NPS Advisory on Pine Wood Chips/Logs, etc.
From: Badzik, Bruce Date: Wed, Feb 11, 2015 at 9:04 AM Subject: Re: Pine Pitch Canker
Generally it is not good to keep the chips around the area if there are healthy trees and buildings nearby. Chipping does not kill all the insects, so the insects once they reach the adult stage can leave the chips and go on to infest new trees and/ or buildings (some of the beetles found in trees and firewood also infest structures). As you can read in the exert below from the California Pine Pitch Canker tasks force, the pathogen can live in soil and chips for over a year, so anyone walking over the contaminated material can transport the pathogen to new areas.
Hope this helps
Guidelines for Handling Woody Material Infested with the Pitch Canker Fungus
Note: The practices described herein are key to the implementation of the Board of Forestry's Zone of Infestation.
Pitch canker is a fungal disease that infects many species of pine trees and Douglas-fir, but is most likely to be encountered on Monterey, Bishop, or Knobcone pines. First discovered in California in 1986. This disease continues to spread. Preventing spread is important because once pitch canker becomes established in an area there is no way to stop it from infecting and killing trees. No cure or preventative measures exists. Insects spread the disease locally, but people are responsible for long-distance spread. The fungus can survive in cut wood or soil for a year or more. Insects that carry the fungus may survive in cut wood or chips for many months. Chipping does eliminate most insects. Pine firewood, logs, chips, branches, needles, cones, trees and seedlings may all be a source of the pitch canker pathogen.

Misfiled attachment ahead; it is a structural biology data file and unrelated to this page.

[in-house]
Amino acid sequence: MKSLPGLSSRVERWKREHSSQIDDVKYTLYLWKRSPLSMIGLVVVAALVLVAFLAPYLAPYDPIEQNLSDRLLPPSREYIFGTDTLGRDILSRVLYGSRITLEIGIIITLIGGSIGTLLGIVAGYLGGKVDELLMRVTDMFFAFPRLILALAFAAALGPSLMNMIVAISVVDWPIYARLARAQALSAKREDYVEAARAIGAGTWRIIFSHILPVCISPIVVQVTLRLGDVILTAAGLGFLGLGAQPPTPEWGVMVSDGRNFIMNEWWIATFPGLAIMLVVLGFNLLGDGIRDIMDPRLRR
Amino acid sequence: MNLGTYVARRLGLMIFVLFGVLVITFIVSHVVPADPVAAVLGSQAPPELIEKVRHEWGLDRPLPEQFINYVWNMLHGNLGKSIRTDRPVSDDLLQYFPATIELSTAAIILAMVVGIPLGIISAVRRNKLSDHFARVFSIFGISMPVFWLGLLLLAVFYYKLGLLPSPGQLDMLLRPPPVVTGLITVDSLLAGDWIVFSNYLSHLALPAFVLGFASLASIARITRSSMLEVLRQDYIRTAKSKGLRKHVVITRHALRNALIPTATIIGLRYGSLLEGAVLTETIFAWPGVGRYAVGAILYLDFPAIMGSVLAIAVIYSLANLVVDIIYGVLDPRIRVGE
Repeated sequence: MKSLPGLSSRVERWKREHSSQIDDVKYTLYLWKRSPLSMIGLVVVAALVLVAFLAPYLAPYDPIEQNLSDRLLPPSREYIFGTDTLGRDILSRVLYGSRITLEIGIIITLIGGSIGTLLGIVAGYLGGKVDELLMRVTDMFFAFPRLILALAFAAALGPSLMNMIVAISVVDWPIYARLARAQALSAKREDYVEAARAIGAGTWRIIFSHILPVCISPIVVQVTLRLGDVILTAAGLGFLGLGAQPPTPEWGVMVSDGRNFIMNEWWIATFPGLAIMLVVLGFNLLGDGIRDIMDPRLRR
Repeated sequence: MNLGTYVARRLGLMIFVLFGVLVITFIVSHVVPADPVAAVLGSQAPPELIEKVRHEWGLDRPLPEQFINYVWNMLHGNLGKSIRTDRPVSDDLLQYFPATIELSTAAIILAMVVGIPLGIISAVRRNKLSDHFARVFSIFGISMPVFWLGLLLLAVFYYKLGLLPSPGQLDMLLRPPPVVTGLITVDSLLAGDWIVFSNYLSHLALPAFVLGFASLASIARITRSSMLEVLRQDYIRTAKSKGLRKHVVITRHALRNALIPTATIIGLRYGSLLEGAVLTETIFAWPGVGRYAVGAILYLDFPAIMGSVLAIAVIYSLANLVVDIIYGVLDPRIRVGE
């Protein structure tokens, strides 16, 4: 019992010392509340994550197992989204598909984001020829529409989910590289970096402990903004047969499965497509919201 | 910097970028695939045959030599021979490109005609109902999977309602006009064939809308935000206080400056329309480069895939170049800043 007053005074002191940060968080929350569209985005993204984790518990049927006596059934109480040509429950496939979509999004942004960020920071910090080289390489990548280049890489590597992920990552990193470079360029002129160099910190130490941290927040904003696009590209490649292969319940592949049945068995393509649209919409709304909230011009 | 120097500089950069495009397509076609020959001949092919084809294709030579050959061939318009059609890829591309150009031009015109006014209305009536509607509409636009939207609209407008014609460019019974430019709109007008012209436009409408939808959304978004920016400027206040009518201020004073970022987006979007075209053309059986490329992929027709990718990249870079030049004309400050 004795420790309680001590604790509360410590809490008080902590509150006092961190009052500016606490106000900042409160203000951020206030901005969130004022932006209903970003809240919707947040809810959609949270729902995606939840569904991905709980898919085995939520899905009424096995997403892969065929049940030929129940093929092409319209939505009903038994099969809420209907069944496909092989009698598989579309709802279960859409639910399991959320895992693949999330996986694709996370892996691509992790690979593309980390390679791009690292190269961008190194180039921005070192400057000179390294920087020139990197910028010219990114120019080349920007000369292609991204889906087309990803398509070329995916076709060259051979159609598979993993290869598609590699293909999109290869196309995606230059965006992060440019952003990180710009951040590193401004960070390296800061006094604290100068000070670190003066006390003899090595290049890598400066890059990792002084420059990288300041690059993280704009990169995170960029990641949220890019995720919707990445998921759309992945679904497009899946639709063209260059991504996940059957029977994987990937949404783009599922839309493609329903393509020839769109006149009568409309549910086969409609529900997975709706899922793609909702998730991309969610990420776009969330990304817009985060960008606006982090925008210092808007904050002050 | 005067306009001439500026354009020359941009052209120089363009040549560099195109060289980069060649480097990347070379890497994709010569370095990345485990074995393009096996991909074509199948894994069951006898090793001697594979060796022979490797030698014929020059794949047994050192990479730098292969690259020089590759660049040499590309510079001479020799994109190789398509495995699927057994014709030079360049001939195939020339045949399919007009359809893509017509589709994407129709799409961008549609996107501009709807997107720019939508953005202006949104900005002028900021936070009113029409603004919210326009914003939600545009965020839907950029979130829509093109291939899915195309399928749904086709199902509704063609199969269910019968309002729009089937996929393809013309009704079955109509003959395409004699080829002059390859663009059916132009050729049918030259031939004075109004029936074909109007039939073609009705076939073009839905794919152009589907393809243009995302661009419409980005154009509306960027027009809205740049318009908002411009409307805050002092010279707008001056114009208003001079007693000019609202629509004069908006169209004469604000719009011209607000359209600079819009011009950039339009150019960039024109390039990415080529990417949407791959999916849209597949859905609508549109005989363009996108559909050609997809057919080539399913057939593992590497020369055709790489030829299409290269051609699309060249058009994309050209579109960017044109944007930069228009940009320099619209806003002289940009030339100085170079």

TREE PRUNING AND CUTTING
Tools and machinery which are used to prune, cut, or chip trees with pitch canker disease should be cleaned and sterilized before use on uninfected trees or in uninfested areas. Lysol™ or a 10% solution of bleach (1 part household bleach in 9 parts water) are effective sterilants. A logical alternative to repeated cleaning of equipment is to reserve one set of equipment for use only in infested areas and another set for use only in uninfested areas.
Limbs and small pieces of wood from diseased trees may be chipped and the mulch deposited on site or they may be burned. Any material that is removed from the site should be tightly covered with a tarp during transit and taken to the nearest landfill or designated disposal facility for prompt burial, chipping and composting, or burning. Do not transport diseased wood out of infested counties.
Logs from diseased trees may be split for firewood for local use, but the wood should be seasoned beneath a tightly sealed, clear plastic tarp to prevent the buildup of destructive insects. California Department of Forestry and Fire Protection TREE NOTE #3, Controlling Bark Beetles in Wood Residue and Firewood, provides specific guidelines for firewood tarping. Do not stack pine firewood next to living pine trees or transport it to uninfested counties.
Logs that are removed from the site should be taken to a designated disposal facility for prompt burial, chipping and composting, or burning. Do not transport logs from diseased trees out of infested counties unless they are treated according to the log treatment protocol described in Section I of the Guidelines.